THERE are many sciences, says Menage, on which we cannot, indeed, compose in a florid or elegant diction—such as geography, music, algebra, geometry, &c. When Atticus requested Cicero to write on geography, the latter excused himself, observing, that its scenes were more adapted to please the eye than susceptible of the embellishments of style. However, in these kinds of sciences, we may lend an ornament to their dryness by introducing occasionally some elegant allusion, or noticing some incident suggested by the object.
Thus when we notice some inconsiderable place, for instance, Woodstock, we may recall attention to the residence of Chaucer, the parent of our poetry; or as a late traveller, in “an Autumn on the Rhine,”, when at Ingelheim, at the view of an old palace built by Charlemagne, adds, with “a hundred columns brought from Rome,” and was “the scene of the romantic amours of that monarch’s fair daughter, Ibertha, with Evinhard, his secretary;” and viewing the Gothic ruins on the banks, of the Rhine, has noticed them as having been the haunts of those illustrious chevaliers voleurs, whose chivalry consisted in pillaging the merchants and towns, till, in the thirteenth century, a citizen of Mayence persuaded the merchants of more than a hundred towns to form a league against these little princes and counts; the origin of the famous Hanseatic league, which contributed so much to the commerce of Europe. This kind of erudition gives an interest to all local histories, and associates in our memory the illustrious personages who were their inhabitants.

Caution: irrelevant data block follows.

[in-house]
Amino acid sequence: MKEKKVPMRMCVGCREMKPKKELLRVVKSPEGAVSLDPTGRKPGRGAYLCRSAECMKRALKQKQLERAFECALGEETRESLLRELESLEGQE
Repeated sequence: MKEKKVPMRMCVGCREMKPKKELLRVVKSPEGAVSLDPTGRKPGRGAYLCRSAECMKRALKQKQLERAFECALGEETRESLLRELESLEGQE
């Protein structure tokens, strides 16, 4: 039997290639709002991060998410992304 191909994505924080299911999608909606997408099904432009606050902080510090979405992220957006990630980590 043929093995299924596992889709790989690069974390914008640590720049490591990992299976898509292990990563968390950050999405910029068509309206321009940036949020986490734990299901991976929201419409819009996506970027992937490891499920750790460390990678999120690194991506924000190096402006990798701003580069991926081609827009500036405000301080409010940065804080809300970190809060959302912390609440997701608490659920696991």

The same principle of composition may be carried with the happiest effect into some dry investigations, though the profound antiquary may not approve of these sports of wit or fancy. Dr. Arbuthnot, in his Tables of Ancient Coins, Weights, and Measures, a topic extremely barren of amusement, takes every opportunity of enlivening the dulness of his task; even in these mathematical calculations he betrays his wit; and observes, that “the polite Augustus, the Emperor of the World, had neither any glass in his windows, nor a shirt to his back!” Those uses of glass and linen were, indeed, not known in his time. Our physician is not less curious and facetious in the account of the fees which the Roman physicians received.
I’m guessing that the Menage whom D’Israeli frequently cites is Gilles (or Giles) Ménage (or Menage) (1613-1692), a French scholar and lexicographer. Dr John Arbuthnot (1667-1735) was a Scottish-born physician and satirist: he was Queen Anne’s physician, a friend to Swift and Pope, and the creator of John Bull.
§ In the ninth (1834) and subsequent editions of the Curiosities, this article is entitled ‘Geographical Style.’
¶ This article is expanded from its even briefer original in early (1790s) editions of the Curiosities.